Painting Trees on the Wall

Bfagan Aug 28, 2012

  1. Bfagan

    Bfagan TrainBoard Member

    Any ides on how to paint trees on the wall behind a line of trees. What color or colors work best. Are there tree stencils available. Would stencil paint work best. Trees in photo are removable. Any help would be appreciated.


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  2. oldscout

    oldscout TrainBoard Member

    Take a look at wallpaper boarders, there are some with lots of trees DSCN0899.jpg The tree line just in front of the hill is a wallpaper boarder with the sky cut out and the bottom trimed. It use to have horses. Purchased at Lowes
  3. OC Engineer JD

    OC Engineer JD Staff Member TrainBoard Supporter

    I use those sea sponges you can find at Hobby Lobby and different shades of green. You can paint some trunks and branches first if you want, or just go to it with the sponges. Dip a sponge in the paint, dab it on some paper to get most of the paint off, then start dabbing it on the wall. Works great! :)
  4. robert3985

    robert3985 TrainBoard Member


    I wouldn't paint 'em, unless you're going to do a whole hillside going up from the crests of your hills. I would not do that, as only an expert painter such as Mike Danneman or Bernie Kempenski can pull that off.

    What I WOULD do would be to paint the sky lighter near the horizon and blend it upward using horizontal strokes, and maybe paint some clouds in...just a few.

    You can make your sky lighter at the horizon by having your paint store mix up some "sky" paint that is a couple of shades whiter than what you've painted your sky with...then another that is four shades whiter. Use the lightest color closest to the bottom.

    I use an airbrush, but you can do this with brushes too. Just blend the paints well, so there is no visible demarcation between shades.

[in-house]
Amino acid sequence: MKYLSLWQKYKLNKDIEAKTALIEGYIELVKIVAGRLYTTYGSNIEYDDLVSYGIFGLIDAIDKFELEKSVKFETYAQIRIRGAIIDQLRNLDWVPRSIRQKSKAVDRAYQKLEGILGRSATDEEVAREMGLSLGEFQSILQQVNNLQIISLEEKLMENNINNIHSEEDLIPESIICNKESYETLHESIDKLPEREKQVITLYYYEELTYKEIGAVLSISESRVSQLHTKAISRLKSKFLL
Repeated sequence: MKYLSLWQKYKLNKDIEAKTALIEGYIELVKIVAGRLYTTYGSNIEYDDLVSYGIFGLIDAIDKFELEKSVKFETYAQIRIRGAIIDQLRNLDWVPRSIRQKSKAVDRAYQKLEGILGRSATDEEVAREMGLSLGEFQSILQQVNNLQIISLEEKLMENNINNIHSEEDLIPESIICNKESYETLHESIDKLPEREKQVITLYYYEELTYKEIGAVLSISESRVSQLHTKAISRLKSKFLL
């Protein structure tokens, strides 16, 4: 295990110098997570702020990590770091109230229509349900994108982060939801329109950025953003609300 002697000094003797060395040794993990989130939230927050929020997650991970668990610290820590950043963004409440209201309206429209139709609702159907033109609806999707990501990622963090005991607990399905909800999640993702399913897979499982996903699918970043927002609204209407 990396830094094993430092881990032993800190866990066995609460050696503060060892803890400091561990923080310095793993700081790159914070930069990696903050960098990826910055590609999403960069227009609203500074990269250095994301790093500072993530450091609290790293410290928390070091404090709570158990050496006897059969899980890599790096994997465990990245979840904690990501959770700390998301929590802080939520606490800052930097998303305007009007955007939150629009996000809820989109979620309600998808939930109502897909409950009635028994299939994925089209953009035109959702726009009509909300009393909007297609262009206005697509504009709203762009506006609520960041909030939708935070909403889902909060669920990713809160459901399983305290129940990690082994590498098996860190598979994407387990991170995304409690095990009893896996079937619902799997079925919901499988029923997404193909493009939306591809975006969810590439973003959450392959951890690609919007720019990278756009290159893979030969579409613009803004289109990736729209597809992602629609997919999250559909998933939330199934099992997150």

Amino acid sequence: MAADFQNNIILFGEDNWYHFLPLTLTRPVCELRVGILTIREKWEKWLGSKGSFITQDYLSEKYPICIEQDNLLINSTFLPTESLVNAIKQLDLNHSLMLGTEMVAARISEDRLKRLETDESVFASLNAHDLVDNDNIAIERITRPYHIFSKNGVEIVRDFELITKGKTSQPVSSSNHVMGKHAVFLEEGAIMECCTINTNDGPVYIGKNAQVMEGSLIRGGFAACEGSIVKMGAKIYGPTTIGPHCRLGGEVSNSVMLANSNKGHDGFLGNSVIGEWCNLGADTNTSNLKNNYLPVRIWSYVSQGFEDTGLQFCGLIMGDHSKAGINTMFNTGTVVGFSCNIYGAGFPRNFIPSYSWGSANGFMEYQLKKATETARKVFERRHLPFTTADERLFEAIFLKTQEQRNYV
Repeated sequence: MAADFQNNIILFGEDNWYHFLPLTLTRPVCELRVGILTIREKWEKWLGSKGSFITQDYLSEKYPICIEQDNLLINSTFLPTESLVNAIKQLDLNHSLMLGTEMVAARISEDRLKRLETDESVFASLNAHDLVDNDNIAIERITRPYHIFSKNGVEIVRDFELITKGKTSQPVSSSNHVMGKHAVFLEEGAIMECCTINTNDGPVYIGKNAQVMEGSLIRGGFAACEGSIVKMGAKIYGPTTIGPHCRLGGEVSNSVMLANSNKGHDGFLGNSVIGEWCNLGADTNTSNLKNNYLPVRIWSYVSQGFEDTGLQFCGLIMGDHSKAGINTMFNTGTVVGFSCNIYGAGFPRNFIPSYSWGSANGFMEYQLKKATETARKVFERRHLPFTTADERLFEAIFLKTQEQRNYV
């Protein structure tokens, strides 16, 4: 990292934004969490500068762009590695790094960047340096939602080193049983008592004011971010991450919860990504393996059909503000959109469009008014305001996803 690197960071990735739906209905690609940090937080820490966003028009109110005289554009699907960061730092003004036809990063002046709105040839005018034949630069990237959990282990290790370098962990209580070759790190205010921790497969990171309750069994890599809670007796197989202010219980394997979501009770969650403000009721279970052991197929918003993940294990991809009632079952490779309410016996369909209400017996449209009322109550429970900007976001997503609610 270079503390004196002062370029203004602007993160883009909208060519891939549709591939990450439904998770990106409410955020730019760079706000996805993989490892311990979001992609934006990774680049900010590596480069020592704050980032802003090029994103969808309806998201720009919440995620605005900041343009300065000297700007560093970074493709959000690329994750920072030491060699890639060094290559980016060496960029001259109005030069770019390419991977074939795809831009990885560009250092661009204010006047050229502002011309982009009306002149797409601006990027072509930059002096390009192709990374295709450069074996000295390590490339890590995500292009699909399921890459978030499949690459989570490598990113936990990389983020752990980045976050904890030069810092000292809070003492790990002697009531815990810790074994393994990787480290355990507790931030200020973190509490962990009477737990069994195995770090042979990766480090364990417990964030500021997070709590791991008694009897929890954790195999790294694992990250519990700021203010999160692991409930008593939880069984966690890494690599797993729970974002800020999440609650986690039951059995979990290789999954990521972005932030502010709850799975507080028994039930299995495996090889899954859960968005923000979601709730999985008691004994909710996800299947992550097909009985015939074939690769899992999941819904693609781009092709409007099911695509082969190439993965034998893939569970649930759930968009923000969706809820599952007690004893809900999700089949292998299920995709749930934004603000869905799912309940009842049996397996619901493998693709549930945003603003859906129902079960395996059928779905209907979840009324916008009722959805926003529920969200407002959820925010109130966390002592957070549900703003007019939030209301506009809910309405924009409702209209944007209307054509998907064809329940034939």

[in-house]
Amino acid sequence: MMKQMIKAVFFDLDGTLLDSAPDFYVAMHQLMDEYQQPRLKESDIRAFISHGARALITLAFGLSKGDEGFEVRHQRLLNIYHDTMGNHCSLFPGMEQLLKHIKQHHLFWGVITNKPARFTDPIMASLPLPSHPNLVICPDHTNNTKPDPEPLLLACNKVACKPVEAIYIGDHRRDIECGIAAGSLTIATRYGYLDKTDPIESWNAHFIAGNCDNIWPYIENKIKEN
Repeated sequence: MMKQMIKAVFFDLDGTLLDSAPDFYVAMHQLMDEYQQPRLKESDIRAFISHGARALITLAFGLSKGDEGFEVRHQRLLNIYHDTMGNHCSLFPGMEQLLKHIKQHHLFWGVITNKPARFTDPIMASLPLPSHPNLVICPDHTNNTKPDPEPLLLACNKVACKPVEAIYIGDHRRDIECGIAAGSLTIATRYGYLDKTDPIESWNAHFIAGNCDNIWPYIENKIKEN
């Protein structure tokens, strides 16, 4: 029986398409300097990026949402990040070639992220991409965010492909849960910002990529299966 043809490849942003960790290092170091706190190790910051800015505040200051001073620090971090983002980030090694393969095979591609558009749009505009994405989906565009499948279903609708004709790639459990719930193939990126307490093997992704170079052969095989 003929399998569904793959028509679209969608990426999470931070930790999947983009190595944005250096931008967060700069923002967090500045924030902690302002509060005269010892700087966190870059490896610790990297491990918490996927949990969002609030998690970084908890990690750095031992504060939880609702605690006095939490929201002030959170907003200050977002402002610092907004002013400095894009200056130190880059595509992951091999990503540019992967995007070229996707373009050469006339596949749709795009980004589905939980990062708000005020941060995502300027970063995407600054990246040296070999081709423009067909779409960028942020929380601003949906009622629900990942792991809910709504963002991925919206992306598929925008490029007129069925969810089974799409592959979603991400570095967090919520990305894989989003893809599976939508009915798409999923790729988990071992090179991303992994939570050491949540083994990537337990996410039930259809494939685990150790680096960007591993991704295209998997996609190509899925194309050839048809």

After I did that, then I'd buy some bumpy chenille at your local craft shop....get green, and cut the "bumps" out so they are pine-tree shaped, and glue them directly on the skyboard, starting with the smallest ones first, which would be the ones going over the hill the furthest and being the most downhill...on the other side of the hill. The largest pieces of bumpy chenille should not be bigger than your biggest tree.

    I would also move some trees rearward so that they are directly against your skyboard, maybe even cutting some of the branches off one side so that they're relatively flat where they are against the skyboard, but do this AFTER you've put your bumpy chenille "trees" on the skyboard.

    You should also consider running some "bushes" between the ground and sky, and these should be between your skyboard trees and foreground trees. An easy way to make them is to use green or black polyfiber, pulling it apart so it's really "lacy", then apply hairspray and sprinkle bush-colored ground foam on it...the spray it again to sock the foam on. Let it dry, then pull it apart a little again, and snip it with scissors so that it looks "branchy"...then glue in place against the skyboard and the crest of your hills using white glue, or hairspray.

    That should do the trick. However, if you want more detail in your background, the time to paint it is after you've made your sky lighter at the horizon. Use very light colors, with a touch of blue or purple...more purple the further away things are...but also much lighter.

    The idea is to "represent" scenery, not create a Grandma Moses painting with lots of details. You do not want your backgrounds to detract from your foreground scenery, but compliment it.

    A good way to determine if your skyboards look good, is to take track level photos using your layout lighting. Good skyboards will look like the scenery goes on past your actual scenery.

    That's a short overview of a complicated subject.

    I forgot to mention that you can also use craft acrylics you buy at WalMart or Michaels. It's cheap and seems to last well.

    Bob Gilmore

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